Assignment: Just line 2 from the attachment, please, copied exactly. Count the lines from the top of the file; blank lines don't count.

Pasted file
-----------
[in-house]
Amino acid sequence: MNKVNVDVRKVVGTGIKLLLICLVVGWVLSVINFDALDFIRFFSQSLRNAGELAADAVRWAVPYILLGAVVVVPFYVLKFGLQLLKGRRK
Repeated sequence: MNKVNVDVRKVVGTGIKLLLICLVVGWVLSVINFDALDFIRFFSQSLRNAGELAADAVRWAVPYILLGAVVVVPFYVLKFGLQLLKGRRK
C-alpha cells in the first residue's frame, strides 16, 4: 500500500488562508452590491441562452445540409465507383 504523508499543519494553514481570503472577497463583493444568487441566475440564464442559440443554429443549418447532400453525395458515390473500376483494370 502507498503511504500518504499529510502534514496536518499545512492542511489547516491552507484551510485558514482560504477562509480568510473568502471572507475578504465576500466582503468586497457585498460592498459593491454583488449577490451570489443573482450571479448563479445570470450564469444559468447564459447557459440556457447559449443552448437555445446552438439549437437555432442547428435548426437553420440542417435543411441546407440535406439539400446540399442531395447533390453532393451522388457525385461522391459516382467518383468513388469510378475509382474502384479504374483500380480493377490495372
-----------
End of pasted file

Amino acid sequence: MNKVNVDVRKVVGTGIKLLLICLVVGWVLSVINFDALDFIRFFSQSLRNAGELAADAVRWAVPYILLGAVVVVPFYVLKFGLQLLKGRRK